Advisors who overlook the woman’s role in household finances could be losing out on many opportunities

By Megan Harman | March 2011

Some of your female clients may be modest about their financial capabilities but, in reality, a high proportion of women are the primary financial decision-makers in their households. That’s one reason why it’s important to ensure that the advice you give is resonating with the female members of your client roster.

“We’ve been operating with the wrong assumption — that women are uncomfortable with financial matters,” says Barbara Stewart, portfolio manager at Cumberland Private Wealth Management Inc. in Toronto. “That’s a disconnect, and that’s not going to help the industry at all. The observed behaviour shows that women are managing well.”

Stewart recently commissioned a survey of more than 1,000 Canadian women by Angus Reid Public Opinion, and she has organized a series of focus groups that has studied women’s financial behaviour. Stewart wanted to challenge cultural stereotypes that often still portray women as meek, uncertain and uninformed on financial matters — characteristics, she says, that are not reflected in her client base. “It doesn’t make sense to me because, in my business, I deal with a lot of incredibly capable women,” Stewart says, adding that about half of her high net-worth clients are women.

As Stewart had suspected, the survey results confirm that women generally make financial decisions with a high level of competence. But because women tend to be modest and self-deprecating, they often give the impression of being less financially capable than they actually are.

“The results really defied so many of the stereotypes about Canadian women and money,” Stewart says. “The survey shows that women are confident and they’re financially literate.”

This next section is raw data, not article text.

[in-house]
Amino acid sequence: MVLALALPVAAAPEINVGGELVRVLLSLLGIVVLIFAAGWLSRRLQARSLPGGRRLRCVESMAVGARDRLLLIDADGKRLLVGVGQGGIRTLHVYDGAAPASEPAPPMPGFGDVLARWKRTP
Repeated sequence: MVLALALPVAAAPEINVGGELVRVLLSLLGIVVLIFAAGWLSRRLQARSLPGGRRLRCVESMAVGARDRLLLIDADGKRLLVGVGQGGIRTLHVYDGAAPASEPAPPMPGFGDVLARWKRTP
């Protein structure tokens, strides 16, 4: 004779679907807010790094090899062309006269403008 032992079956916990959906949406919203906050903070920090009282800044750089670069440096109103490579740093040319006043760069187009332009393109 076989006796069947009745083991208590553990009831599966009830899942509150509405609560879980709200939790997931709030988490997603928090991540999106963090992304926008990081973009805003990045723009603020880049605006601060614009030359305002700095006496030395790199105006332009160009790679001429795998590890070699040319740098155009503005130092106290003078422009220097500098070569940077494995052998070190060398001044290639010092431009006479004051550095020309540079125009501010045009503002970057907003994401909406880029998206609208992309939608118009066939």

The survey showed that a staggering 89% of women have the final say on household spending decisions, and more than half of survey respondents control the budgeting and day-to-day banking in their households.

Women are also making headway on the earnings front. The survey report refers to another recent study by Catalyst Inc., a New York-based non-profit organization that promotes opportunity for women. Catalyst’s February 2010 study found that 18% of women in Canadian dual-earner families are the primary breadwinners, as measured in hourly earnings. That’s up from 14% in 1997.

These realities are not always reflected in client/advisor relationships, according to Ellen Rogin, president and founder of Strategic Financial Designs Inc. , a wealth-management firm in Northfield, Ill., and co-author of Great with Money: The Women’s Guide to Prosperity.

“Many advisors, when they’re talking with a couple, will focus most of their attention and the conversation on the man,” Rogin says. “That subtle focus on the man in the relationship is discounting the woman’s contribution or her ability to make decisions, or her input.”

By neglecting your female clients in this way, you could be missing out on a key business-building opportunity. When women feel engaged in a relationship with an advisor, they’re typically very loyal clients, Rogin says. They are also more inclined to provide referrals to advisors they are happy with.

Women also represent an opportunity for advisors, being a segment of the market that remains partially untapped. More than 70% of the women who participated in Stewart’s survey said they did not have a written financial plan in place.

“Women represent a huge opportunity for the financial services industry,” says Susan Misner, co-founder of Winnipeg-based Golden Girl Finance, a financial education website for women ( “So, if you can get it right in connecting with them, it’s a great way to be growing your business.” IE